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, 100 (3), 1056-61

Placental Mammal Diversification and the Cretaceous-Tertiary Boundary


Placental Mammal Diversification and the Cretaceous-Tertiary Boundary

Mark S Springer et al. Proc Natl Acad Sci U S A.


Competing hypotheses for the timing of the placental mammal radiation focus on whether extant placental orders originated and diversified before or after the Cretaceous-Tertiary (KT) boundary. Molecular studies that have addressed this issue suffer from single calibration points, unwarranted assumptions about the molecular clock, andor taxon sampling that lacks representatives of all placental orders. We investigated this problem using the largest available molecular data set for placental mammals, which includes segments of 19 nuclear and three mitochondrial genes for representatives of all extant placental orders. We used the ThorneKishino method, which permits simultaneous constraints from the fossil record and allows rates of molecular evolution to vary on different branches of a phylogenetic tree. Analyses that used different sets of fossil constraints, different priors for the base of Placentalia, and different data partitions all support interordinal divergences in the Cretaceous followed by intraordinal diversification mostly after the KT boundary. Four placental orders show intraordinal diversification that predates the KT boundary, but only by an average of 10 million years. In contrast to some molecular studies that date the rat-mouse split as old as 46 million years, our results show improved agreement with the fossil record and place this split at 16-23 million years. To test the hypothesis that molecular estimates of Cretaceous divergence times are an artifact of increased body size subsequent to the KT boundary, we also performed analyses with a "KT body size" taxon set. In these analyses, interordinal splits remained in the Cretaceous.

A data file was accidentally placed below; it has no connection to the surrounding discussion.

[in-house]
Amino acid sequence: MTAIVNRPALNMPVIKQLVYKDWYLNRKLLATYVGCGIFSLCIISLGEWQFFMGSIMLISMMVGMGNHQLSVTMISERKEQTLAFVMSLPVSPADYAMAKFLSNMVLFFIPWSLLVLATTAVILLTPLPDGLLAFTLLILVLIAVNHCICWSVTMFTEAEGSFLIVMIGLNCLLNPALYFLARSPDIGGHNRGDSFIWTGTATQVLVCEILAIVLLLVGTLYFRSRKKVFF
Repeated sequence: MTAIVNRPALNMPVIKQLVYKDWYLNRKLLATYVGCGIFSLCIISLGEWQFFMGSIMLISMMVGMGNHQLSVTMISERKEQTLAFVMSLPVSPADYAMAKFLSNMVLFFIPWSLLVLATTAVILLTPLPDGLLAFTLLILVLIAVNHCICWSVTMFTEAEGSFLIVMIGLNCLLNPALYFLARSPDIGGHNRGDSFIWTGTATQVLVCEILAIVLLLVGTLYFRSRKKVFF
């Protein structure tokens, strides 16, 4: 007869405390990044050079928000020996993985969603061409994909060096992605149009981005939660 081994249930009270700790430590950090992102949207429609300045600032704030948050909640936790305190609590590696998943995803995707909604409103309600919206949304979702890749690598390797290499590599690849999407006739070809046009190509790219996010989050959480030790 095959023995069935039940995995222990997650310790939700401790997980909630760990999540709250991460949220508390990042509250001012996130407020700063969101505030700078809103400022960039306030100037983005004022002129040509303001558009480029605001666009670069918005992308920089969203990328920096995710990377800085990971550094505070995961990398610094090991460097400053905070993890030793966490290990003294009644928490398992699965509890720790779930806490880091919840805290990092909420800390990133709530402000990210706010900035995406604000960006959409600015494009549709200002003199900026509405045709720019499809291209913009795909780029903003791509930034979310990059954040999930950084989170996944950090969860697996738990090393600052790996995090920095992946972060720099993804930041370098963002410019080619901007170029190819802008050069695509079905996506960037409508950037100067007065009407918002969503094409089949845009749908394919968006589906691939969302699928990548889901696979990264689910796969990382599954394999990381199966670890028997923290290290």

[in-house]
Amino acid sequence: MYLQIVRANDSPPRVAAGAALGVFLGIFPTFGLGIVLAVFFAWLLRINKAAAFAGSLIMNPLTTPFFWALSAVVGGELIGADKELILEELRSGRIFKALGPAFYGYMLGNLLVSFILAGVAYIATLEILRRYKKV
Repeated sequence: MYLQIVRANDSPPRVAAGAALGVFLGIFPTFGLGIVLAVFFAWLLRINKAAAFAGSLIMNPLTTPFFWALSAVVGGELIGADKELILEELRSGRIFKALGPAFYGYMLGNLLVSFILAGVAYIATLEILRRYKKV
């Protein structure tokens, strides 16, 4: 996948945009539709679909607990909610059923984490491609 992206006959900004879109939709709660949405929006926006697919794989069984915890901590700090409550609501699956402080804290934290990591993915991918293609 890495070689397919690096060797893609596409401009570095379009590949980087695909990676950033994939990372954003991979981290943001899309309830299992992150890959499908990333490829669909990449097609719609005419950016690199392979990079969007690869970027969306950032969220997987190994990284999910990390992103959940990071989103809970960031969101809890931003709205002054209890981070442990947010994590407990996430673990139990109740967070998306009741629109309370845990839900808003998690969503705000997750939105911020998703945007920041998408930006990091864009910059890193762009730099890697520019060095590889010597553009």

Figure 1
Figure 1
Simplified versions of three models (1) for the timing and diversification of placental mammals. Red branches indicate intraordinal diversification; green branches indicate interordinal divergences. A simplified time scale is shown below each tree, with an arrow marking the K/T boundary.
Figure 2
Figure 2
Molecular time scale for the orders of placental mammals based on the 16,397-bp data set and maximum likelihood tree of ref. with an opossum outgroup (data not shown), 13 fossil constraints (Materials and Methods), and a mean prior of 105 mya for the placental root. Ordinal designations are listed above the branches. Orange and green lines denote orders with basal diversification before or after the K/T boundary, respectively. Black lines depict orders for which only one taxon was available. Asterisks denote placental taxa included in the “K/T body size” taxon set. The composition of chimeric taxa, including caniform, caviomorph, strepsirrhine, and sirenian, is indicated elsewhere (14). Numbers for internal nodes are cross-referenced in the supporting information.

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